If you sit down at the slot machine we’ve been describing with $30 (which is only 5 bets, by the way), you can’t expect to play for long before losing your money.

On the other hand, if you sit down with $600, you might expect to last for 3 or 4 hours before going broke.

The “magic” of money management that some gambling hucksters try to sell is the idea of a win goal and a loss limit. These are arbitrary amounts of money won or lose that signal you to walk away from the game. These are often expressed as a percentage of your total bankroll.

I read one awful book of slot machine strategies that suggested having a loss limit of 20% and a win goal of 20%. If you sit down at a slot machine with a $100 bankroll for the session, you’re supposed to quit when your bankroll hits $80 or $120, whichever comes first.

The idea is to split your bankroll into smaller bankrolls, then use the magic of the short-term to occasionally walk away from a game the winner.

This is fallacious reasoning, though, because the house’s mathematical edge is a constant. It doesn’t go up and down based on how soon you quit or how late you continue to play. As far as the gods of math are concerned, you’re just playing one lifelong session. How you divide that session up into mini-sessions is of no interest to your long-term prospects.

This does NOT mean that the idea is useless. Like betting systems where you raise and lower your bets, such techniques can be useful in the short run. You can never win at a casino game if you never walk away until you’ve lost all your money.

I have friends like that, by the way. I know one guy who hits the casinos in Oklahoma at least once a week, and he always plays until he runs out of money. I’ve never seen him book a single winning session.

It would be nice, if you’re going to gamble in a casino, to go home winners at least once in a while.

Having a win goal is one way to make sure that happens at least once in a while. After all, it’s unlikely in the extreme that you’ll never get ahead during a session. If it were, no one would ever play a casino game at all.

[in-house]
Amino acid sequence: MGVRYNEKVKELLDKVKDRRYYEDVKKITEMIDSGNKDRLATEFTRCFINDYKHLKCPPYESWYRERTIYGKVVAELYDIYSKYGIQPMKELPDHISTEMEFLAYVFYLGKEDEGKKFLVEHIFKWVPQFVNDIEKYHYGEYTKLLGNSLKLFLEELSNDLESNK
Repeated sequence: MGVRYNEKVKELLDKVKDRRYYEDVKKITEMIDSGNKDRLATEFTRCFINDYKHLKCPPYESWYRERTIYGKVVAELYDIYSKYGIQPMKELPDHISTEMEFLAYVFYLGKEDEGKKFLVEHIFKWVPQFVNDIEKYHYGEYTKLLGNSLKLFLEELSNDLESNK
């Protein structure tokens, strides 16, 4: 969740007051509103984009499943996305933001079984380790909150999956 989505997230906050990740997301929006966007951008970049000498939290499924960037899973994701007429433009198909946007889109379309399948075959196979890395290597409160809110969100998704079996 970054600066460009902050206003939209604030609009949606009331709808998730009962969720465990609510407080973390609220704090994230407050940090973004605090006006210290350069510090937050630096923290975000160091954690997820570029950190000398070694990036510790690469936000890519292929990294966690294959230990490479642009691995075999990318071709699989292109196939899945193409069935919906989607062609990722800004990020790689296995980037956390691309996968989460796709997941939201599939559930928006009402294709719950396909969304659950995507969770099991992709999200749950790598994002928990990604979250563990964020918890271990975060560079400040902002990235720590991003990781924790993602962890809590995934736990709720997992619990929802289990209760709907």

What if your goal is to double your money?

What’s the way to do that with the highest probability of success?

I suggest placing one large bet on an even-money proposition. In fact, probably your best shot is at roulette, especially if you can find a European roulette wheel—that’s a wheel which only has a single zero. You can bet on black for even money, or red, or odd, or even… it doesn’t matter. The probability for all the even bets is the same.

To determine the probability that something will happen, you divide the number of ways that event can happen by the total number of possible events.

On a European roulette wheel, you have 37 total possible events—37 numbers where the ball can land. 18 of those numbers are black. 18 of them are red. 18 of them are odd. And so on.

Any of those bets pay off at even money.

But the probability of winning that bet is 18/37, or 48.65%.

Having a probability of 48.65% of doubling your money isn’t bad in a casino. That’s better than your probability of winning a hand of blackjack, in fact.